The Story of Your Life


Daily Bible Reading – 2 Kings 20; Isaiah 38,39; Psalm 75; 1 Peter 2

Today’s Key Passage – 2 Kings 20:20-21

 

Have you ever noticed that there is usually a big difference between a person’s autobiography and a biography written by another author?  This seems to happen quite often with public figures.  A celebrity or politician will write an autobiography, and then someone else will come along and write a biography about that person and the two books will be remarkably different.  The stories and events included in the two books will differ.  The spin will differ.  Sometimes the overall impression about the person will differ.

If you were to write the story of your life, what would it look like?  You might write about your childhood or you might write about some key events in your life.  Perhaps you would include stories about some of your greatest accomplishments.  In contrast to that book, if God were to write the story of your life, what would that book look like?  I thought about this today, and I believe that for most of us, the two books would be remarkably different.

For the last few days, we have been reading about Hezekiah, king of Judah.  During Hezekiah’s life, perhaps his greatest secular accomplishment was the building of a 1777-foot tunnel from the Gihon spring to the Pool of Siloam.  When facing an attack by the Assyrians, Hezekiah wanted to ensure that his enemy could not cut off his water supply, so he had his men build this tunnel to provide the people of Jerusalem fresh drinking water throughout the siege.  Militarily, it was a brilliant move for a king to make, and if Hezekiah were writing the story of his life, it likely would have been highlighted.  Hezekiah might have spent several chapters writing about the construction of this tunnel, and what it meant for his people.  Interestingly, though, in the Bible it is barely mentioned.  We read about it briefly in 2 Chronicles 32, and we see it again today in our key passage.  This story, which might have been a highlight of Hezekiah’s autobiography, was only mentioned in four verses in the story of Hezekiah told by God.

In each of our lives, we all have events and accomplishments that we might think are important.  There are things that each of us would likely choose to highlight in our own autobiographies.  At the end of the day, though, what we would write about ourselves does not really matter much.  What is truly important is what God would write about us if He were writing our biographies.  His book about us would be about our faith and our trust in Him, and all of the earthly things that we consider important would barely be mentioned.  As you think about your life on a daily basis, think about the book God is writing about you.  Think about the things you are doing and not doing that He thinks are important.  Think about the story of your life, as written by the Creator of the universe, and make sure you are giving Him good material to work with.

During your Bible reading today, what “key passages” stood out to you?  Leave a comment below to share what God is showing you about His Word today.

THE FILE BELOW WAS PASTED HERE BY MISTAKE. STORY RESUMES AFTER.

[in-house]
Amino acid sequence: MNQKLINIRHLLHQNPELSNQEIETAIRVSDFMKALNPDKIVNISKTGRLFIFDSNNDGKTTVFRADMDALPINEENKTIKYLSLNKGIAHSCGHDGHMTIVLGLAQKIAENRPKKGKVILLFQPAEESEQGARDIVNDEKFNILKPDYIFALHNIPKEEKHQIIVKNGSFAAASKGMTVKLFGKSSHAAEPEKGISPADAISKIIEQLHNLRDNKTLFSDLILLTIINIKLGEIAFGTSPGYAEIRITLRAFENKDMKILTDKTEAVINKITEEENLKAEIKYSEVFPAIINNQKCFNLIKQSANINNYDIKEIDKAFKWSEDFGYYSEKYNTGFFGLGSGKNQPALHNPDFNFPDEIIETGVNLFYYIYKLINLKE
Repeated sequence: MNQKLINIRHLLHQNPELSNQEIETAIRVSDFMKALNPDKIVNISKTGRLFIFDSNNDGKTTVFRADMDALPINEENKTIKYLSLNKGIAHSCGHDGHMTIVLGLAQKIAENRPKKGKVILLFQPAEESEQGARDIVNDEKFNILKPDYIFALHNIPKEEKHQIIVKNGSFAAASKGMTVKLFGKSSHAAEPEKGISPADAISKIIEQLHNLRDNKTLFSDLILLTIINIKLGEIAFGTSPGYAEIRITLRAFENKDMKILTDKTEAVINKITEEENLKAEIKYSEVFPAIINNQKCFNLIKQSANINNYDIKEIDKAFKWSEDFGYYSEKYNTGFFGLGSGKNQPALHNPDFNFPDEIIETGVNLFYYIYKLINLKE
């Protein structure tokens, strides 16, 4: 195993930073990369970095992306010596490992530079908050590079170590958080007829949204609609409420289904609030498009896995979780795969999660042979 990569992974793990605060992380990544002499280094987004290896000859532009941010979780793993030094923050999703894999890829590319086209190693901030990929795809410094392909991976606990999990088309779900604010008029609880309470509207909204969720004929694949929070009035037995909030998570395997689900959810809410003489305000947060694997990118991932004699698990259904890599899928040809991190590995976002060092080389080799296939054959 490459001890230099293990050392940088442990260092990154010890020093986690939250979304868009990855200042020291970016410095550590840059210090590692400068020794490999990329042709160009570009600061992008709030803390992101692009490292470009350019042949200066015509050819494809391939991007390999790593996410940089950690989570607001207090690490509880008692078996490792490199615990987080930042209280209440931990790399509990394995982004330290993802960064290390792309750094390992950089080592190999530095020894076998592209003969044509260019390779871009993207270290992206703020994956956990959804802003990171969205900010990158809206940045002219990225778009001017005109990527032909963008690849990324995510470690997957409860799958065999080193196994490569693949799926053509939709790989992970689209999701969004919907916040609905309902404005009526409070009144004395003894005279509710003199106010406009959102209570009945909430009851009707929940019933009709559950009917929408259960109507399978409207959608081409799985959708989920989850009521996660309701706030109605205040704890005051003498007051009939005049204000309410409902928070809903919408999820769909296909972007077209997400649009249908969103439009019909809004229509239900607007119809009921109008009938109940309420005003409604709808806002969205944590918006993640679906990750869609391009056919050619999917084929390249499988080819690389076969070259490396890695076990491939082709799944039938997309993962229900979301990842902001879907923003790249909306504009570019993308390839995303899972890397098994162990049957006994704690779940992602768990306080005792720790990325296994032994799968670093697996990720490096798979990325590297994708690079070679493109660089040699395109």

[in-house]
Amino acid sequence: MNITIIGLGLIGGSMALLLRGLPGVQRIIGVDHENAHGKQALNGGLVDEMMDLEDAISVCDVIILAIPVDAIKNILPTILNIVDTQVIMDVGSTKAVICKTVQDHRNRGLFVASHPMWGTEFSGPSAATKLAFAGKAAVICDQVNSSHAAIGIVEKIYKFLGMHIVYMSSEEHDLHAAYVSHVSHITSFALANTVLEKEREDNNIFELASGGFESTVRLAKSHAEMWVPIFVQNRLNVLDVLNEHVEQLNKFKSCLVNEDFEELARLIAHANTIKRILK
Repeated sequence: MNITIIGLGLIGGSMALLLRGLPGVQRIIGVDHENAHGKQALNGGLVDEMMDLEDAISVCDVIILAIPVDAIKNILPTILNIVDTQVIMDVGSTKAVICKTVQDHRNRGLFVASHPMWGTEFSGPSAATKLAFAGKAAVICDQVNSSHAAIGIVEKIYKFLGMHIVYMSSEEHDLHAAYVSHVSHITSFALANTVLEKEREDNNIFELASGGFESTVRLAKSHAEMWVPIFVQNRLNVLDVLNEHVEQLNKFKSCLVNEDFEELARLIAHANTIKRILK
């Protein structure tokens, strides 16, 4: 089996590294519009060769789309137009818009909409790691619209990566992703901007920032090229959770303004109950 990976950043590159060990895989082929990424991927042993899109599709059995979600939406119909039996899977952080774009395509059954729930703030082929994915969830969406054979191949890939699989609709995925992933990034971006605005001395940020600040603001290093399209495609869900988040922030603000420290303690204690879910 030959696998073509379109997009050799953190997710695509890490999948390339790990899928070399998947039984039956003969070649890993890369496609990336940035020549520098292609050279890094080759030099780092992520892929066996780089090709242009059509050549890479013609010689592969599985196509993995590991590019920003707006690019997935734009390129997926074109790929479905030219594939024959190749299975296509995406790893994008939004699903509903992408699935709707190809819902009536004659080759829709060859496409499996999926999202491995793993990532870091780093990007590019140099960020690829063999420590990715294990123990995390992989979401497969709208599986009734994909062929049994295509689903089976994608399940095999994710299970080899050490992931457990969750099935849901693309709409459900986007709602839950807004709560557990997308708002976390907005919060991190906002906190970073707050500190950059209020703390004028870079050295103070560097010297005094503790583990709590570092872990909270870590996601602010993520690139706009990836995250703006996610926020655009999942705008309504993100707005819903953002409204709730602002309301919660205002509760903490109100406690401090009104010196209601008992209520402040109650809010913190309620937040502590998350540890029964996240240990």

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May the grace of the Lord Jesus Christ be with you today.

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Posted on July 23, 2013, in 12 - 2 Kings and tagged , , , , , , , . Bookmark the permalink. 1 Comment.

  1. I must tell you that while doing my devotions last weekend, I read this passage. I had been pondering the title for my newest pic which I just blogged…Spring in the Valley. After my trip to Israel almost 25yrs ago, I still remember the Spring of Gihon to the Pool of Siloam on our tour through Jerusalem. Although, God left Hezekiah to test him and to know everything that was in his heart [2 chron. 31], God also used the Spring of Gihon as a sign that His Fountain [Jesus] will flow in the land that was promised through His covenant with Abraham. To this day, it continues to bless every person who sees this wonder and it speaks of the heart of a valiant King Hezekiah who put the welfare of his people, Israel before his God and petitioned for deliverance from the evil Sennacherib, King of Assyria. And the Lord sent an angel, who annihilated the camp of the arrogant King Sannacherb, so that he withdrew in disgrace, who’s death was at the hands of his own sons. [vs:20-21]. Yes, Hezekiah’s heart was proud, which caused the Lords wrath…later we learn that he did repent of the pride of his heart before the Lord, which God pardoned for the rest of Hezekian’s days. Although his riches were great and he had honor, God left him to test him and to know everything that was in his heart. [vs:31] We know that only God can test the reins of a man’s heart and here we see that God honors his own word to not show wrath again to Hezekiah when he did not answer the Babylon envoys that were sent to ask about the miraculous sign that had occurred in the land.[vs;30] We see that his [Hezekiah’s] acts of devotion are written in the vision of the prophet Isiah [vs:32], which are not included in the bible. But I like to think that God had read Hezekiah’s heart, who loved God and did right in the eyes of the Lord.[29:1]. For me, when I think about the inner walls in that beautiful Spring that stood through time, wars and destruction, I gained a confidence in knowing that God fortifies our “inner walls” with the same power, so that we become “living stones” that testify of His unfailing love that flows through the hearts of those found serving Him.

    Bless you….Zoey

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